Primary (Pre-K and Kindergarten)
The Primary Classroom curriculum consists of a three-year cycle for children ages 3 – 6.
Hours for Half-Day classes are 8 – 11:30 AM.
Hours for Full-Day classes are 8 AM – 2:30 PM.
Extended hours to meet daycare needs are available, starting at 7 AM and ending at 6 PM.
Daily enrichments include French, Spanish, Music, Art, Yoga, Gardening, Cooking, Coding, and Robotics.
Primary classrooms at Montessori Kids Academy are joyful, peaceful, and carefully designed for children ages 3 to 6 years. Along with academic achievement, activities focus on developing children’s confidence, self-motivation, and independence while fostering respectful engagement in the classroom and larger community.
Unlike in traditional daycare settings, children in our classrooms work with teachers who are all Montessori certified, and teaching assistants, many of whom are Montessori trained. Teachers and assistants guide children through the curriculum by modeling the same skills and qualities that these young students are attempting to master. They understand that each child is a unique individual and support students in progressing through the curriculum at their own pace.
Some of the social skills and personal qualities the curriculum fosters are:
- Confidence and leadership
- Creativity and curiosity
- Responsibility and self-direction
The five main academic areas in the Primary Curriculum are Practical Life, Sensorial, Language Arts, Mathematics, and Culture Studies.
Please click here for an overview of the Primary Curriculum.
Please click here for a list of FAQs
Practicing and mastering activities of daily life promotes self-esteem, positive social interactions, teamwork, and problem-solving and helps children develop concentration, physical coordination, and fine motor control. Practical Life activities in the classroom are simple, concrete, and familiar, including such things as sweeping the floor, serving food and drinks, buttoning a jacket, and threading beads.
Young children learn about the world around them primarily through direct sensory experience. Montessori Sensorial activities are designed to engage and develop all five senses and to help children develop awareness of concepts like pattern recognition, size and quantity, same/different, and categorization using hands-on materials that isolate key features, such as color, shape, size, and sound. Sensorial learning lays the foundation for grasping future mathematics lessons.
Speaking, reading, and writing skills are developed in this area. Using multi-sensory materials, children progress from learning the association between letters and sounds to recognizing and sounding out words, and on to basic grammar, reading comprehension, and creative writing. Along with teaching the mechanics of spoken and written language, an important goal of Language Arts is to cultivate a love of reading and writing.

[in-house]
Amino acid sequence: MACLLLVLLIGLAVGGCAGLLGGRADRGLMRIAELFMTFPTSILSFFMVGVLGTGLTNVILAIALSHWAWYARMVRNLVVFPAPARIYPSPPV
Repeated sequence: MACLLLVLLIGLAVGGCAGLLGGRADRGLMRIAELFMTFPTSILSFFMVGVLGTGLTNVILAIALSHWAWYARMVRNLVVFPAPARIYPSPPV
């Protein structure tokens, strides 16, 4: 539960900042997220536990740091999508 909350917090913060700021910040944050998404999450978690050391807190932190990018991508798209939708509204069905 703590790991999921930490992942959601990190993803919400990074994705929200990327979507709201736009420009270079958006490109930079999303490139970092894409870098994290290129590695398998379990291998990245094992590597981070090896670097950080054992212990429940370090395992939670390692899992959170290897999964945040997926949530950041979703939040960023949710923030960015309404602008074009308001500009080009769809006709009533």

Montessori math is a concrete, multi-sensory approach to teaching mathematical concepts that does not rely on rote learning. Instead, tangible Montessori materials promote students’ understanding of basic arithmetic, and lessons build on each child’s mastery, moving on to fractions, patterning, and other more complex concepts. Children gradually progress to doing mental calculations and problem sums, which prepares them for math in their later elementary years.
Culture Studies encompasses Science, Geography, Botany, Zoology, and History. The materials children manipulate and the topics they discuss in the classroom widen their awareness and understanding of the larger world while introducing them to an exciting, new vocabulary.
Daily Enrichments and More
- Reading – The Montessori Primary classroom includes group-time for stories, and starting at age 3, children work with specially trained Independent Reading Coordinators.
- Art, Spanish, and French – These daily enrichments are available to children starting at age 5.
- Field Trips – Class trips away from the school start in kindergarten. A child must be 5 years old by October 1st to be in kindergarten.
- Daily Group Time for Kindergarteners – After lunch, when the younger children are napping, kindergarteners spend time working on their lessons, providing them with an additional work period for a successful transition to the elementary classroom.
- Weekly Art, Music, and PE Time for Kindergarteners – Children spend these times with kindergarteners from other classes.
Daily Playtime – All children have time each day for independent play.